November 7, 2017

Earlier this year, Congress enacted new IRS audit procedures applicable to partnerships. The new rules, which apply to partnership returns filed after 2018, are expected to have a significant impact on tax exempt partners.


As part of the desire to diversify portfolios, tax exempt organizations have increased their exposure to alternative investments. Many of these investments are pass-through investments either partnerships or limited liability companies taxed as partnerships. Because they are taxed as partnerships, that is what is relevant for purposes of this new law and this discussion. Partnership investments are unique because income, expenses, and other separately-stated tax items are collected by the partnership level and reported to the partners. The partners then report the separately stated items on their tax returns.

For tax exempt organizations, most of the income earned through these investments is passive income (interest, dividends, capital gain, etc.). It is thus statutorily exempt from federal and state income tax.

If the exempt organization is a private foundation, it may be subject to the one or two percent excise tax on net investment income.

This co-investment between taxable and tax-exempt partners in investment partnerships has worked well for many years, since public charities won the landmark case allowing them to co-invest with for-profit investors.1 Each partner received their distributive share and reported based upon their tax circumstances.

What Can Tax Exempt Partners Expect?

As stated above, the new IRS audit rules are expected to have significant impact on this happy co-investment existence. To avoid unfavorable consequences, partnership operating agreements must be carefully reviewed today and may require revisions to mitigate the impact of the new rules.

Provisions which may have a negative impact on tax exempt partners include:

  • The IRS may assess and collect additional taxes, interest, and penalties directly from the partnership, rather than through auditing each partner. The tax could be collected at the highest individual tax rate even though there are tax exempt partners invested in the partnership, which would have no tax on the adjusted income.
  • Current partners could be liable for the taxes of prior investment partners. If those partners were for-profit investors and the purchase price of the investment incorporated no contingent liability or payback provision to the tax-exempt investor, there is potential for private benefit from the tax-exempt organization paying the tax liability of a prior for-profit investor.
  • Additionally, private foundations may co-invest with disqualified persons. Because the adjustment in tax will happen at the partnership level, there is the potential for self-dealing if the private foundation is assessed taxes owed by disqualified persons.

Important questions to ask:

  • How many partners are in the partnership? If there are 100 or fewer partners, the partnership may make an annual election to opt-out of the new audit provisions. The election must be made on a timely filed Form 1065.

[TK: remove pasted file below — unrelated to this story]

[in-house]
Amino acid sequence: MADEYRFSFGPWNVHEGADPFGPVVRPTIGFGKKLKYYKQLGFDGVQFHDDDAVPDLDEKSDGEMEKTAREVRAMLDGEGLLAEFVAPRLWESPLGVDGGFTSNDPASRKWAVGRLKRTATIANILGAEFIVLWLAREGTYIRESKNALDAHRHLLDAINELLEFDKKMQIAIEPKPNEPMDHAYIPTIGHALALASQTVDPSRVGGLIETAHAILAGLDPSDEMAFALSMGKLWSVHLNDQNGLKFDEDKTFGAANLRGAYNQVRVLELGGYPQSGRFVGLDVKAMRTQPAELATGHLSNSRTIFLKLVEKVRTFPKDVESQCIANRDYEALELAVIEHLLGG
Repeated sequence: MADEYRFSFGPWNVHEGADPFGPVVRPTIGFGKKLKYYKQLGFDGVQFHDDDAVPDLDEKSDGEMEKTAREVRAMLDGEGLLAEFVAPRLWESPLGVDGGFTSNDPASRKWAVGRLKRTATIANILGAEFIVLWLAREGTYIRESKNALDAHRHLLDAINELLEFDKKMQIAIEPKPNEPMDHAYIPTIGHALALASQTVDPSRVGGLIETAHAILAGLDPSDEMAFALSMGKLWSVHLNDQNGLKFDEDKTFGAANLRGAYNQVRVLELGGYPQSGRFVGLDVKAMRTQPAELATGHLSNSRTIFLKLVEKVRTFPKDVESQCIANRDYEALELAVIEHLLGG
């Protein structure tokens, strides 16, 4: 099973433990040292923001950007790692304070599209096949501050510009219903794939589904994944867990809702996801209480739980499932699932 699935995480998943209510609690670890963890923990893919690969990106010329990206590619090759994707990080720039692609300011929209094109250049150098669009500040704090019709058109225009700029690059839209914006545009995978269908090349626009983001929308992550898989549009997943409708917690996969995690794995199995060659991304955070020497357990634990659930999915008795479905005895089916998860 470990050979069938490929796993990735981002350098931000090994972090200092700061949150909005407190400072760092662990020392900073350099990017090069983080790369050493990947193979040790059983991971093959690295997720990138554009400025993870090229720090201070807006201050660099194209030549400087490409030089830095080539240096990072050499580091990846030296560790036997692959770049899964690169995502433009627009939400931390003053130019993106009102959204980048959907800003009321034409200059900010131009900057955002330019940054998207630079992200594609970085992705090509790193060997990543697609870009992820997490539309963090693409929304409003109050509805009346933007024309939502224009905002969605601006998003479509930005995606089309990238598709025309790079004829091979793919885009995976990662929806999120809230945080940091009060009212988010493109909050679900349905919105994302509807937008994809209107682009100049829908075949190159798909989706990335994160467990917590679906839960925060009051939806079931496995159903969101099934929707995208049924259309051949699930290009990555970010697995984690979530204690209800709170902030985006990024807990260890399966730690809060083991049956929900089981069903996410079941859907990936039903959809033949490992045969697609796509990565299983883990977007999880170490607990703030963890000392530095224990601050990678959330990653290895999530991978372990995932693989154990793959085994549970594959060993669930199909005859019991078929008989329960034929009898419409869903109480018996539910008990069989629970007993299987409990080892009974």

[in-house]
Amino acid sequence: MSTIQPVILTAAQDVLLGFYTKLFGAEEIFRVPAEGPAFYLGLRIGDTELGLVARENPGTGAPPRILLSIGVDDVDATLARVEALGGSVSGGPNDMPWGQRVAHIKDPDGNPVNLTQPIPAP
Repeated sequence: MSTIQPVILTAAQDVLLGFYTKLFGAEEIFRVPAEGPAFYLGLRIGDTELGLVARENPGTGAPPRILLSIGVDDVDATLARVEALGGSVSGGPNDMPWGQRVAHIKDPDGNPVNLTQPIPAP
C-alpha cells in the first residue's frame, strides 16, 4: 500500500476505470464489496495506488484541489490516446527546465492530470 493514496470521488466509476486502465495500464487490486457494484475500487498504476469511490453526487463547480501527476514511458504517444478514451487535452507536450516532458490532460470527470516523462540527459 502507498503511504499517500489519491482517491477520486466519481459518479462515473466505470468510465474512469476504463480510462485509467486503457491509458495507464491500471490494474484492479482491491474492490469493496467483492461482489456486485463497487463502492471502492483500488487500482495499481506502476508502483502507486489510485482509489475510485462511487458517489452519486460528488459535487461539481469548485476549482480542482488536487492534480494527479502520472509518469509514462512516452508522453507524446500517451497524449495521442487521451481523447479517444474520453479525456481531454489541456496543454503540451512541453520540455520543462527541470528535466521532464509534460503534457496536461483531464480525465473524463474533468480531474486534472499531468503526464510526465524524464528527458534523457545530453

• Does your partnership agreement identify a partnership representative (formerly known as a tax matters partner)? If not, the document likely needs to be updated to rename this person and give them authority to:
    • Represent the partnership before the IRS;
    • Make the opt-out provision (if applicable and desirable as described above)
    • Carry out any other decisions or responsibilities that require specific identification
  • Who is the partnership representative? Do they know there are tax exempt organizations? Do they know the issues which may arise with a mixed pool of taxable and tax-exempt partners? The partnership representative has the authority to bind the partnership and the partners during an IRS examination. It is important they are informed as to the diversity of their investor constituency.

Partnerships continue to be a valid alternative investment in an exempt organization’s well-balanced portfolio. However, it is more important than ever to carefully review the partnership agreements. This allows organizations to ascertain if:

  1. They’re current with the latest tax laws,
  2. Their partnership representative is identified and familiar with tax exempt organizations, and
  3. The representative is prepared to make good decisions regarding the partnership interests they are charged with representing.

What Precautions Should Tax Exempt Partners Take?

  • Ensure the partnership agreement is up-to-date with current tax laws (uses the term “partnership representative”);
  • Be sure you have filed a Form W-9 expressing you are a tax-exempt partner;
  • If you are a tax-exempt partner, co-invested with disqualified persons, making sure your partnership representative is aware of this fact to avoid any inadvertent acts of self-dealing;
  • Inform the partnership representative that you do not wish them to pay any taxes on your behalf. The exempt organization is not liable for at the partnership level.


Please call us or contact us if you would like to discuss the changes in the partnership audit rules or to review your planning opportunities.

1 In Plumstead Theatre Society, Inc. v. Commissioner, 74 T.C. 1324 (1980), aff’d, 675 F.2d 244 (9th Cir. 1982)

© Clark Nuber PS, 2017. All Rights Reserved

This article contains general information only and should not be construed as accounting, business, financial, investment, legal, tax, or other professional advice or services. Before making any decision or taking any action, you should engage a qualified professional advisor.